Purpose: Corneal endothelium plays an important role in the maintenance of corneal transparency and stability. The purpose of this study was to evaluate the performance of the TOPCON SP-2000P and IMAGEnet system in terms of (a) the difference in results between automated endothelial cell analysis and retraced cell analysis, (b) the differences in the endothelial cell analysis when using the first image and the clearest of three images taken with the SP-2000P, (c) the repeatability and reproducibility of the IMAGEnet system in the determination of corneal endothelial cell variables, and (d) the repeatability and reproducibility of the SP-2000P in capturing endothelial cell images for endothelial cell analysis.
Methods: Two experiments were performed. Twenty male subjects participated in the first experiment in which endothelial images were captured by examiner SWC and endothelial cell analysis was performed by two examiners, SWC (twice on two different days) and PC (once only). Nineteen male subjects participated in the second experiment in which endothelial cell images were captured by examiners SWC and PC on Visit 1 and by examiner SWC on Visit 2. Endothelial cell analysis was performed by examiner SWC only. The 95% limits of agreements (95%LA) and the intraclass correlation coefficient (ICC) between tested parameters were determined.
Results: Automated cell analysis significantly underestimated average cell size (ACS) and hexagonality, and overestimated endothelial cell density (ECD) and coefficient of variance of cell size (CV) (p < 0.05). No statistically significant differences were found in the endothelial cell variables between the first and the clearest images (p > 0.05). There were no statistically significant intra- or inter-examiner differences in any of the endothelial variables determined (p > 0.05). For a set of endothelial cell images, the reproducibility and repeatability of the endothelial cell variables determined with the IMAGEnet system were good, with ICC > 0.9. No significant inter-visit or inter-examiner differences were found (p > 0.05). Reliability was good for the determination of ECD and ACS (ICC > 0.9) but poor or average for the determination of CV and hexagonality (ICC: 0.4-0.8).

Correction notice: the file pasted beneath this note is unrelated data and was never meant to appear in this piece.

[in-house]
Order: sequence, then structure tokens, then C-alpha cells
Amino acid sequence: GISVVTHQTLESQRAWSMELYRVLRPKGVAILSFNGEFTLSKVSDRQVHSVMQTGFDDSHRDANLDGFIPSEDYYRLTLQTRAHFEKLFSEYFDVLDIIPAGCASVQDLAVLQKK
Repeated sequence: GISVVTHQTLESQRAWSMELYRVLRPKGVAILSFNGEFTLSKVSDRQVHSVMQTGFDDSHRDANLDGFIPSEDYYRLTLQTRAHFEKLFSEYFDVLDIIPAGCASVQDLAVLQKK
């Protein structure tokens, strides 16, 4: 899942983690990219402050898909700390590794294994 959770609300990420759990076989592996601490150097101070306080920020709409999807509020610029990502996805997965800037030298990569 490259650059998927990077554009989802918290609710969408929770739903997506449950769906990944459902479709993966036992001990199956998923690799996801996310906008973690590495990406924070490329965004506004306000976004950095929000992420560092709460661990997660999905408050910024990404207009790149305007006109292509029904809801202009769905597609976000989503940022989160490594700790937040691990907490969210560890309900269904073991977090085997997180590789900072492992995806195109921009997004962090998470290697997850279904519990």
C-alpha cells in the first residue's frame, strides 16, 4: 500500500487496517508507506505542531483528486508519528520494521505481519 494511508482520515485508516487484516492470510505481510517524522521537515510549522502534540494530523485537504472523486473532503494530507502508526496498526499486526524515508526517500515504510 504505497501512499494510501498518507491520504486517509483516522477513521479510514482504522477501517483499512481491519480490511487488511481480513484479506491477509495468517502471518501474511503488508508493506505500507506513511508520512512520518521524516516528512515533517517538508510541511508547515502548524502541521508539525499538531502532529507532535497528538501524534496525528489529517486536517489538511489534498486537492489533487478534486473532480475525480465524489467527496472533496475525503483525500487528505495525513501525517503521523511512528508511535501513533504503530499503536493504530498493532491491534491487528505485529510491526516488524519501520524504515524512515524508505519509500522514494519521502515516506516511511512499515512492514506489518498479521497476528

Conclusions: We suggest the use of the clearest image with the retraced method for endothelial cell analysis with the IMAGEnet system, as the variability in hexagonality results between the first and the clearest images can be clinically significant. For the same set of images captured by one examiner, the TOPCON IMAGEnet system was reliable in determining ECD and ACS, and was fairly reliable in determining hexagonality and CV. When images were captured on different days or by different examiners, the TOPCON SP-2000P with the IMAGEnet system gives repeatable and reproducible values for ECD and ACS only. Caution should therefore be exercised when using CV and hexagonality to monitor endothelial changes in comparative studies.